A California man claimed that LinkedIn (NYSE: LNKD) “humiliated” him by sharing his Internet browsing history with marketers. In a big win for the professional social networking site, a federal judge found that the man couldn’t go forward with the suit because he hadn’t been harmed — financially, emotionally or otherwise. The case is yet another episode in courts’ ongoing efforts to decide what individual privacy is worth.
In a ruling handed down late Friday, U.S. District Judge Lucy Koh dismissed the suit after finding that Kevin Low didn’t have standing to bring a $5 million class action lawsuit that was filed last March in San Francisco on behalf of all U.S. LinkedIn users. The judge found that, since Low had not suffered any actual harm, he did not meet the “case or controversy” threshold that the Constitution requires for a federal lawsuit to go forward.
LinkedIn is a fast-growing website that allows people to post their professional profiles and to network with other users. Low claimed the site violated federal and state privacy laws by combining his LinkedIn identification number with his browsing history (a list of websites he visited) and then selling the packaged information to market research companies like Nielsen Netratings and Scorecard Research.
In her decision, Judge Koh quotes Low’s claim that people who “‘seek advice about hemorrhoids, sexually transmitted diseases, abortion, drug and/or alcohol rehabilitation, mental health, dementia, etc., can be reasonably certain that these sensitive inquiries have been captured in the browsing history’ and sent to third parties to be exploited.” But she also found that Low could not prove the humiliation he claimed because he could not point to any specific information about his web browsing that LinkedIn had shared with third parties.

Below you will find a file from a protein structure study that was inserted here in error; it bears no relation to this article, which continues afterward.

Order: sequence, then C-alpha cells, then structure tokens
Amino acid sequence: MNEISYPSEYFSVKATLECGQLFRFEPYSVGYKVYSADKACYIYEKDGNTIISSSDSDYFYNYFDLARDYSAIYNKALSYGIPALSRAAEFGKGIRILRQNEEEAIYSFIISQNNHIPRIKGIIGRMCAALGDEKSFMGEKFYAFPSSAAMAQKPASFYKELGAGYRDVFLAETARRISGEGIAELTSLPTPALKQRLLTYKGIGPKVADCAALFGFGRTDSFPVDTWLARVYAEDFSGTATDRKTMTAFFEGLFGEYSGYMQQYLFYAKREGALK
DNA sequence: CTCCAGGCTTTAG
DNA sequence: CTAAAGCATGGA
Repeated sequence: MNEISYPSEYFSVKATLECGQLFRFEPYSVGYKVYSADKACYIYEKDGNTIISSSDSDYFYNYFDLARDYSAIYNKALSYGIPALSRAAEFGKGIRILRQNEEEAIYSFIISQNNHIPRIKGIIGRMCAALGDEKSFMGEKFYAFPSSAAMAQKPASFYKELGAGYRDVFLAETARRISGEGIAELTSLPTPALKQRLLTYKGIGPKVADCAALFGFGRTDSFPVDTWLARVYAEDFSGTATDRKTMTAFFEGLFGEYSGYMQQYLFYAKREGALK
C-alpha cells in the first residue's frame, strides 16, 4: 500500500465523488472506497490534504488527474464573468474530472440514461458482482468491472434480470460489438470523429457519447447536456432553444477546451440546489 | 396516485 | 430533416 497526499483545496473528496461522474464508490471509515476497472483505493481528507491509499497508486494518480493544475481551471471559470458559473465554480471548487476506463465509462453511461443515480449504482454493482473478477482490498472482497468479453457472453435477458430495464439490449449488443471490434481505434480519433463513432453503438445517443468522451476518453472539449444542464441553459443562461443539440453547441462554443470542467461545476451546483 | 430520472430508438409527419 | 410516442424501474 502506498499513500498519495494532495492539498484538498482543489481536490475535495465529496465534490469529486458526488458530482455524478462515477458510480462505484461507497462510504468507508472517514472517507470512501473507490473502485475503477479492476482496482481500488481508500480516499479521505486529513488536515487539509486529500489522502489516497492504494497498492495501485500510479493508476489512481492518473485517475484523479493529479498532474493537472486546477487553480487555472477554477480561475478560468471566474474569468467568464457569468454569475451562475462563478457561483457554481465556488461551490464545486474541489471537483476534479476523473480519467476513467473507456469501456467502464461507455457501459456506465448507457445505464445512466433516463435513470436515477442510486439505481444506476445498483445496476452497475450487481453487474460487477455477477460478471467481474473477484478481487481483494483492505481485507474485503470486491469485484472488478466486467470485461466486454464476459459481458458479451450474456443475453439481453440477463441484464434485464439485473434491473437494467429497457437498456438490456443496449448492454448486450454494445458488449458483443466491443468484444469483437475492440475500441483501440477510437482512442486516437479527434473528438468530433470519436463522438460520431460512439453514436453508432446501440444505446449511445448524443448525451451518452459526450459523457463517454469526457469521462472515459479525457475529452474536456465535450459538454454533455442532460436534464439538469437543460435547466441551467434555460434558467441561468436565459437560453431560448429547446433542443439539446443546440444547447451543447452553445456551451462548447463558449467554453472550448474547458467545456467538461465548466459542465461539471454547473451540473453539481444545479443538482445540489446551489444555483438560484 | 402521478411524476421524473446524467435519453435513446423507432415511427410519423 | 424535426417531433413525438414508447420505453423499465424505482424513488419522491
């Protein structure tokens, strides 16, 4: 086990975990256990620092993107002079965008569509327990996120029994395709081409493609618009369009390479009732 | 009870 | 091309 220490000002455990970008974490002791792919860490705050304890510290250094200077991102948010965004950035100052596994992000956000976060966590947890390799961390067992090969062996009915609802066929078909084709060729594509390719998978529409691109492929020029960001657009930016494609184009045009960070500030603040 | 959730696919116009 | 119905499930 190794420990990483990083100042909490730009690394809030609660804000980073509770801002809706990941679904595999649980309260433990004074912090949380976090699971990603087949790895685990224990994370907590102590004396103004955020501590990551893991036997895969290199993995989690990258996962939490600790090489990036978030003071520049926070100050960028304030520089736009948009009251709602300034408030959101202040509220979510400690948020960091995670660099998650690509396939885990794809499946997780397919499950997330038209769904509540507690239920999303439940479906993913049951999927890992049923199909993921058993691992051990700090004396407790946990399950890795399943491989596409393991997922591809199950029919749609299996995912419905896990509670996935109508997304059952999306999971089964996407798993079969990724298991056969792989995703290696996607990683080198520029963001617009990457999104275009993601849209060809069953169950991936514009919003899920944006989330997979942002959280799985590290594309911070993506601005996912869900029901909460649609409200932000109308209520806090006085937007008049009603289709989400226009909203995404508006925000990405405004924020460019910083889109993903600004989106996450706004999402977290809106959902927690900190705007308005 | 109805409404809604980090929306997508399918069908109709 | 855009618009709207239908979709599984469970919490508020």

Companies like LinkedIn and Facebook use programs called cookies to track users’ web browsing habits, a practice that allows them to better target their services and advertising. If the companies refer to individual users when they share or sell data, they typically will do so by means of anonymous user ID numbers that do not disclose personal information.
Judge Koh ruled that Low’s lawyers had failed to put forth a coherent argument to explain how exactly the third party companies could identify Low on the package of information they received from LinkedIn.
“We are pleased with the Court’s decision to dismiss this complaint. LinkedIn takes the privacy of our members seriously and does not sell, rent, or otherwise provide personally identifiable information to third parties,” said LinkedIn spokesman Hani Durzy in an emailed statement. Low’s attorneys did not reply to requests for comment.
The decision also addressed the question of how much a person’s browsing history is worth in dollars and cents. Judge Koh ruled the answer is nothing at all because, even if data companies can profit from it, the collection and sale of such information does not create an “economic loss” for an individual Internet user.
This finding coincides with another recent ruling in which the same court concluded that Facebook users were not entitled to payment when their pictures were shown to their friends as a means of promoting the site’s Friend Finder service. In the LinkedIn case, Judge Koh gave Low and his lawyers have 21 days to amend the claim if they wish to try again.